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How to Lose Belly Fat Right Now, According to a Dietitian

These tips and tricks will help you lose those pesky pounds for good.

After seven months of over-consuming comfort food to soothe our coronavirus anxieties, it's natural to want to lose the extra pounds we took on. So how do we lose the belly fat and avoid putting on more as we continue to stay homebound near a pantry full of snacks?

Some people can make sweeping lifestyle changes, but most find huge goals overwhelming, says Kristin Kirkpatrick, a registered dietitian for Cleveland Clinic and a nutritionist with a private nutrition practice in Denver, Colorado.

"I suggest the baby steps approach," says Kirkpatrick. "Pick one thing that is the highest priority in terms of a habit that you want to change—like, 'I have to stop having white bread and switch to 100 percent whole wheat' or 'I'm going to stop bread altogether.' Master that before moving on to change number two."

There's no one best way to lose belly fat. "A lot of it depends on your personality and situation," says Kirkpatrick. So, try these strategies she recommends to lose belly fat and see which are most effective for you, and for more healthy tips, check out our list of 21 Best Healthy Cooking Hacks of All Time.

Recognize your bad habit triggers.

A couple makes a toast with two glasses of whiskey

Examine how your lifestyle may have changed in the past year, specifically in alcohol consumption, stress, sleep quality, and snacking.

"We have direct data showing an increase in alcohol consumption since COVID, and patients of mine have said they're having a glass and a half every night, something they never did before," says Kirkpatrick. "There is a correlation between excess alcohol and belly fat. Couple that with the stress that COVID brought, and we know there are associations with increases in (the stress hormone) cortisol and belly fat. And then there's lack of sleep which will essentially flip flop our two main digestive hormones that are responsible for telling us when to eat and when to stop eating. Habitual lack of sleep can turn on the signal—I want to eat, I want to eat—and you won't be searching for a great bowl of broccoli, you'll be searching for pizza. Excess snacking may be another cause of weight gain."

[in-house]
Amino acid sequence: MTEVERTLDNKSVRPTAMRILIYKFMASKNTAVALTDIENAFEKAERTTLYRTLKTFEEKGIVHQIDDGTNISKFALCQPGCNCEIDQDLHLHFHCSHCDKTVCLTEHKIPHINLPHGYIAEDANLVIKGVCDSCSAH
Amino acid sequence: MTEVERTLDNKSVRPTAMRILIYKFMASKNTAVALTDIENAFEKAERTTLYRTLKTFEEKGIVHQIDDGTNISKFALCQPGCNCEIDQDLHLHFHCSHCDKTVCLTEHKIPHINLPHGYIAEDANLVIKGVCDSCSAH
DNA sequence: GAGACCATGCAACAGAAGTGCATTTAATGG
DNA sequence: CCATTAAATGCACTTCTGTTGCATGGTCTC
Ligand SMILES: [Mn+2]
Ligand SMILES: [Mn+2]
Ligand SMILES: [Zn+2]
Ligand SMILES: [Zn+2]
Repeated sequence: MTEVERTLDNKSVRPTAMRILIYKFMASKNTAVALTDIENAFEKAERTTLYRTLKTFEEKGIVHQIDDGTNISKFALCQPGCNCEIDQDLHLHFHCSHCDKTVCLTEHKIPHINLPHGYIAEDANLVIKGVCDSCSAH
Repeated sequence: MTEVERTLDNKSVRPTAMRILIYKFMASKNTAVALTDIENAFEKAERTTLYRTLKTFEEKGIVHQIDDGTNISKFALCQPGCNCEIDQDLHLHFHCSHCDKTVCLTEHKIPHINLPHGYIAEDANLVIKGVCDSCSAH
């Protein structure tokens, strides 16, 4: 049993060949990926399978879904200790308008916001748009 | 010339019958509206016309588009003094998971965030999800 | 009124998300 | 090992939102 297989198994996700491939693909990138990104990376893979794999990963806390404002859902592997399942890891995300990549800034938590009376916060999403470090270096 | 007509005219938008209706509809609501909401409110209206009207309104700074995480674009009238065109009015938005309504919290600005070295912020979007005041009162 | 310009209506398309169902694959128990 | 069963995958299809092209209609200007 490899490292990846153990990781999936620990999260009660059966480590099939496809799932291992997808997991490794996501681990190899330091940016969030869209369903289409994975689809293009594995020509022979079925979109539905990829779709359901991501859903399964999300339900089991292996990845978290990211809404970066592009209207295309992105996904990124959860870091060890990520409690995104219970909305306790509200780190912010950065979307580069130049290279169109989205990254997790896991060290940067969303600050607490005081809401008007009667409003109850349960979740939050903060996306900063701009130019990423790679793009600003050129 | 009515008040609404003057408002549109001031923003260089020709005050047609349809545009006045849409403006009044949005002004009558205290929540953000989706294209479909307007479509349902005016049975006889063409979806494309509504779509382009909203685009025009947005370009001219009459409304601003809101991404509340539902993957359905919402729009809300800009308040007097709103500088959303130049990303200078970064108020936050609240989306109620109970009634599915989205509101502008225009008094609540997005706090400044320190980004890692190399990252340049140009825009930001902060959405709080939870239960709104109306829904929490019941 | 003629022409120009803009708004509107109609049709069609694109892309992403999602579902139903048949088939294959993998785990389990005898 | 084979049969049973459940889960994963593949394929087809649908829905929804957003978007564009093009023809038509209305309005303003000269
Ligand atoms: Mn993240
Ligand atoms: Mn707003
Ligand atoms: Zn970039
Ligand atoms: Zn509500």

By first recognizing how your habits have changed in recent months, you can start to reverse those triggers of weight gain, she says. And speaking of drinking, here's What Happens To Your Body When You Give Up Alcohol.

Don't follow a specific diet; just simplify it.

healthy plate

"By the time they come to me, most of my patients have tried and failed at a dozen diets," says Kirkpatrick. "Look, we've become overly complex with our dietary habits. It's probably because there are a million diet books and all these suggestions on social media that have created so much confusion. So, I think we should take a more basic approach. If you look at any place globally where people live long lives and are not morbidly obese, they aren't reading diet books. They eat simple, whole foods. Michael Pollan has some genius definitions of real food: In his book In Defense of Food, he wrote 'don't eat anything incapable of rotting.' I tell my clients to make 80 to 90 percent of your diet real whole foods, not processed. And then the 10 percent or so can be your favorite sweet coffee drink or whatever."

Pick up some healthier eating patterns instead with these 21 Healthy Eating Habits That Help You Lose Weight.

Try intermittent fasting.

Intermittent fasting

For some people, changing what they eat is not the best first step.